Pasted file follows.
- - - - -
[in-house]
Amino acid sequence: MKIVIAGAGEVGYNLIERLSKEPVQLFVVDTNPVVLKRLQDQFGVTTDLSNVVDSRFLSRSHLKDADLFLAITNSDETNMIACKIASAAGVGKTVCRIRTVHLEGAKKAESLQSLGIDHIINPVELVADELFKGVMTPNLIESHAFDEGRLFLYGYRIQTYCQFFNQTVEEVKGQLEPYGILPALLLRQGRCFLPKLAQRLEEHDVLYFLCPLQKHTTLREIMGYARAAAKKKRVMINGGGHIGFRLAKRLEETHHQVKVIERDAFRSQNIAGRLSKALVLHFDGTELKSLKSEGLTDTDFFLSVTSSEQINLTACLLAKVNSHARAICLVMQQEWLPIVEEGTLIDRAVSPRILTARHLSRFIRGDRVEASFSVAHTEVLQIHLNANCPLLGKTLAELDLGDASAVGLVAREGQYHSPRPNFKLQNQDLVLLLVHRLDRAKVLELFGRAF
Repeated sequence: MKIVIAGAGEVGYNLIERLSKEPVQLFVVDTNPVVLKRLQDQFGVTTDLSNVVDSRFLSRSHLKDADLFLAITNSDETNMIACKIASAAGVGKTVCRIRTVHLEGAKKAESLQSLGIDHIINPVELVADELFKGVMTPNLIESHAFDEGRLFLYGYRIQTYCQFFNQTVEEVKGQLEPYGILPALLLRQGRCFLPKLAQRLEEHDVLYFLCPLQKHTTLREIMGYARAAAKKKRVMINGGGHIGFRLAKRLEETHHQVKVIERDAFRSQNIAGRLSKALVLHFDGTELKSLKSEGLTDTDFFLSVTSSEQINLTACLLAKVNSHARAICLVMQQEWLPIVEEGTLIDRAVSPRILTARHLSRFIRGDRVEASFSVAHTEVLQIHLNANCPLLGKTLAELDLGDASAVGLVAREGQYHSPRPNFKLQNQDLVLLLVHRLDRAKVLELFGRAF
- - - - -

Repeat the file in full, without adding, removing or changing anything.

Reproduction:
[in-house]
Amino acid sequence: MKIVIAGAGEVGYNLIERLSKEPVQLFVVDTNPVVLKRLQDQFGVTTDLSNVVDSRFLSRSHLKDADLFLAITNSDETNMIACKIASAAGVGKTVCRIRTVHLEGAKKAESLQSLGIDHIINPVELVADELFKGVMTPNLIESHAFDEGRLFLYGYRIQTYCQFFNQTVEEVKGQLEPYGILPALLLRQGRCFLPKLAQRLEEHDVLYFLCPLQKHTTLREIMGYARAAAKKKRVMINGGGHIGFRLAKRLEETHHQVKVIERDAFRSQNIAGRLSKALVLHFDGTELKSLKSEGLTDTDFFLSVTSSEQINLTACLLAKVNSHARAICLVMQQEWLPIVEEGTLIDRAVSPRILTARHLSRFIRGDRVEASFSVAHTEVLQIHLNANCPLLGKTLAELDLGDASAVGLVAREGQYHSPRPNFKLQNQDLVLLLVHRLDRAKVLELFGRAF
Repeated sequence: MKIVIAGAGEVGYNLIERLSKEPVQLFVVDTNPVVLKRLQDQFGVTTDLSNVVDSRFLSRSHLKDADLFLAITNSDETNMIACKIASAAGVGKTVCRIRTVHLEGAKKAESLQSLGIDHIINPVELVADELFKGVMTPNLIESHAFDEGRLFLYGYRIQTYCQFFNQTVEEVKGQLEPYGILPALLLRQGRCFLPKLAQRLEEHDVLYFLCPLQKHTTLREIMGYARAAAKKKRVMINGGGHIGFRLAKRLEETHHQVKVIERDAFRSQNIAGRLSKALVLHFDGTELKSLKSEGLTDTDFFLSVTSSEQINLTACLLAKVNSHARAICLVMQQEWLPIVEEGTLIDRAVSPRILTARHLSRFIRGDRVEASFSVAHTEVLQIHLNANCPLLGKTLAELDLGDASAVGLVAREGQYHSPRPNFKLQNQDLVLLLVHRLDRAKVLELFGRAF